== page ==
Amrish Hallberg didn’t want to make brandy; he wanted to make rum. His mother, Shriti Hallberg Plimpton, had other ideas—and ten acres of grapes.
Plimpton owns Fence Stile Winery in Excelsior Springs, which grows hybrid grapes like vignoles, seyval and vidal blanc. As Hallberg approached his twenty-first birthday, mother and son struck a bargain. “I wanted to do a distillery, she wanted me to do something with the wine she had,” he says. “I wanted to do rum because there’s only one other distillery in Missouri doing rum and it’s more fun to make, but we have a winery.”
A deal having been reached, Hallberg distilled his first spirit on his twenty-first birthday. Hallberg, who is in school for mathematics and computer science, learned on his own. “It’s fairly simple chemistry,” he says. “Methanol cooks off at hundred and sixty-five degrees, ethanol cooks off at one hundred and seventy-three, and yeast converts sugars into alcohol.”
And so the first two Nyx branded “immature brandies” were made from vidal blanc and another grape.
As a skeptic of Midwest wines, I’ve long thought that making brandy might be a way to neutralize some of the overt sweetness and foxy notes found in grapes with genetics from North American native grapes.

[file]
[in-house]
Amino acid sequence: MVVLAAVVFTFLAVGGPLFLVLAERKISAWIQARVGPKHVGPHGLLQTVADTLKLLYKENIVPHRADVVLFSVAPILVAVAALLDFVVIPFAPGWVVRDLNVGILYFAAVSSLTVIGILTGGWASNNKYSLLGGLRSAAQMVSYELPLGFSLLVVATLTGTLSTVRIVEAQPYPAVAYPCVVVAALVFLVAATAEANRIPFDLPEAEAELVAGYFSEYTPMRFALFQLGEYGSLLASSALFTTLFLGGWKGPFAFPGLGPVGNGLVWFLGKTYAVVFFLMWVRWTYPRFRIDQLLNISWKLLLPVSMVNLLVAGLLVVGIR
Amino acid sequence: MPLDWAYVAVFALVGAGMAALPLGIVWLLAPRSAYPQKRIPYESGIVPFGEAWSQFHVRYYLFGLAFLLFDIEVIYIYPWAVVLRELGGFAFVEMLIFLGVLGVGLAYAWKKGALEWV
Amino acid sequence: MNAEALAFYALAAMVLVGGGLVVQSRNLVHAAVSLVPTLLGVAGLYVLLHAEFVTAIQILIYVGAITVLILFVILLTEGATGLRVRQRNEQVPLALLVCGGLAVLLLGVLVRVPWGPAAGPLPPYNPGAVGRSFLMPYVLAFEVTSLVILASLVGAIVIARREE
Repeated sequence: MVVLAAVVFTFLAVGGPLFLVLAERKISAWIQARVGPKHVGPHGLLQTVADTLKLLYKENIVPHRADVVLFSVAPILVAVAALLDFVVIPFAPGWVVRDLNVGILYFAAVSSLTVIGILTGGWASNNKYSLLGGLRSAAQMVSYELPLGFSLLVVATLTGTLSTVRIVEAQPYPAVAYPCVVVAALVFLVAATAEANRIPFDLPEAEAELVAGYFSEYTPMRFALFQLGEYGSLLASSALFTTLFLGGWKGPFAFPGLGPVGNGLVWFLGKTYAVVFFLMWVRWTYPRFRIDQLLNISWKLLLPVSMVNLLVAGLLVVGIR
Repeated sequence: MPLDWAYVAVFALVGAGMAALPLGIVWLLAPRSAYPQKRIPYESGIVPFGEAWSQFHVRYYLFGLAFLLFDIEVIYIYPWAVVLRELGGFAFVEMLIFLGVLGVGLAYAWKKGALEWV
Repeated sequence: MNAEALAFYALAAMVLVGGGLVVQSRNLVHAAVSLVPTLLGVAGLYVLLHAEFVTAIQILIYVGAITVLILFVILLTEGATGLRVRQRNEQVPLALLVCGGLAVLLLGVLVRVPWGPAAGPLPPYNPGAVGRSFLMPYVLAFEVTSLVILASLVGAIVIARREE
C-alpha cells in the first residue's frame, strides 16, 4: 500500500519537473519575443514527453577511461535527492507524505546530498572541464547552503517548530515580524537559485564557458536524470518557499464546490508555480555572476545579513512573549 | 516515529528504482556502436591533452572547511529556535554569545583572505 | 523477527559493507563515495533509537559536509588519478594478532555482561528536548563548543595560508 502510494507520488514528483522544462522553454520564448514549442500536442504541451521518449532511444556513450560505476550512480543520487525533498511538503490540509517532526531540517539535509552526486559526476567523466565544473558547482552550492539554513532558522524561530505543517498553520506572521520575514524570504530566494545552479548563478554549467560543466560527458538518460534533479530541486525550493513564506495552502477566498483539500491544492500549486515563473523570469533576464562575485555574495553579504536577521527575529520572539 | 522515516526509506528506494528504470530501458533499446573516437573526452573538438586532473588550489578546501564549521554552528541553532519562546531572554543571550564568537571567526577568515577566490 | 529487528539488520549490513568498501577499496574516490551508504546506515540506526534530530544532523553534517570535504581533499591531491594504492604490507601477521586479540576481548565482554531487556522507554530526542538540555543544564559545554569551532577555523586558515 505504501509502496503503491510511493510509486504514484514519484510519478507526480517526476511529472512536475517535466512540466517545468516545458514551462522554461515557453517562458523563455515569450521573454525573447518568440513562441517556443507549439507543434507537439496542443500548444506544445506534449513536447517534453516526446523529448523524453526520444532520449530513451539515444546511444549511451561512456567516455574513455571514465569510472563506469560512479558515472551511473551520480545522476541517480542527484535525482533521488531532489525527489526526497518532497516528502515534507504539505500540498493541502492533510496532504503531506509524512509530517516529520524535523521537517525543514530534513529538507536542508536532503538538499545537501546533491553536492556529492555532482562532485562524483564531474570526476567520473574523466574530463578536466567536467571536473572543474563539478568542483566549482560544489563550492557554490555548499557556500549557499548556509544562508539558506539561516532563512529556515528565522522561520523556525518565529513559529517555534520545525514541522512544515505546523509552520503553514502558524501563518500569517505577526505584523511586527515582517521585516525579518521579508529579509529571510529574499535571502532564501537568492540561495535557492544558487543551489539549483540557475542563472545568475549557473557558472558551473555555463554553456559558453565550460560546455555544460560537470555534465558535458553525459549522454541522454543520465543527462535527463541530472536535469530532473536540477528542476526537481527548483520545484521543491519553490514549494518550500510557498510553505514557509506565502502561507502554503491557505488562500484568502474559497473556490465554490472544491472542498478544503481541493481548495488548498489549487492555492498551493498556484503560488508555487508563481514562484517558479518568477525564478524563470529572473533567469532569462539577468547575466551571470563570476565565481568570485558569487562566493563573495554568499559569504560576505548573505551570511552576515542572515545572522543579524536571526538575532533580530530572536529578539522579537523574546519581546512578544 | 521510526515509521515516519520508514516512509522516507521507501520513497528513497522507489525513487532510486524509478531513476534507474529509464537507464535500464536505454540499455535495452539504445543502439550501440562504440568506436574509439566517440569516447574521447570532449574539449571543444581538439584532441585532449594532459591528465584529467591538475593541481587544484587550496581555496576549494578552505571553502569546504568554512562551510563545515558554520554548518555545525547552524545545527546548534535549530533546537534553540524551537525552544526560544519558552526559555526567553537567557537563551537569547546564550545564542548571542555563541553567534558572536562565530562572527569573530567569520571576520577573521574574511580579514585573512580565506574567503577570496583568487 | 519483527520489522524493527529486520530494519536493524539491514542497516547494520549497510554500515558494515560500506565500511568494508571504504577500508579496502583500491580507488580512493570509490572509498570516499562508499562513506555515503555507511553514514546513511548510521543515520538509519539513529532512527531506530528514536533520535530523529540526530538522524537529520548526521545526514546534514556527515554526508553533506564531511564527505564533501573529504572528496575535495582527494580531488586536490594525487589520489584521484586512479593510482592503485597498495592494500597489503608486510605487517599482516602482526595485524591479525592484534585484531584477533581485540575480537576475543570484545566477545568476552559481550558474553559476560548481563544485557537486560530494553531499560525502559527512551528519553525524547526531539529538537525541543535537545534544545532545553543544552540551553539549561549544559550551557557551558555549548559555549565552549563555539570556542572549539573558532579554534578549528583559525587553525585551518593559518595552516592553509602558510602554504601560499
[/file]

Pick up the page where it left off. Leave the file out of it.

Vidal blanc is a good candidate for the project: The grape was actually developed by a French grape breeder of the same surname for the express purpose of making Cognac on the west coast of France.
After harvest, the grapes are put in air-tight stainless steel barrels to ferment and then distilled on a stainless steel rig and put into barrels that are hand-charred over the winery’s fire pit. The final result is smooth and direct, with notes of honey and toffee, and one hundred proof, which you’d never get from sipping it.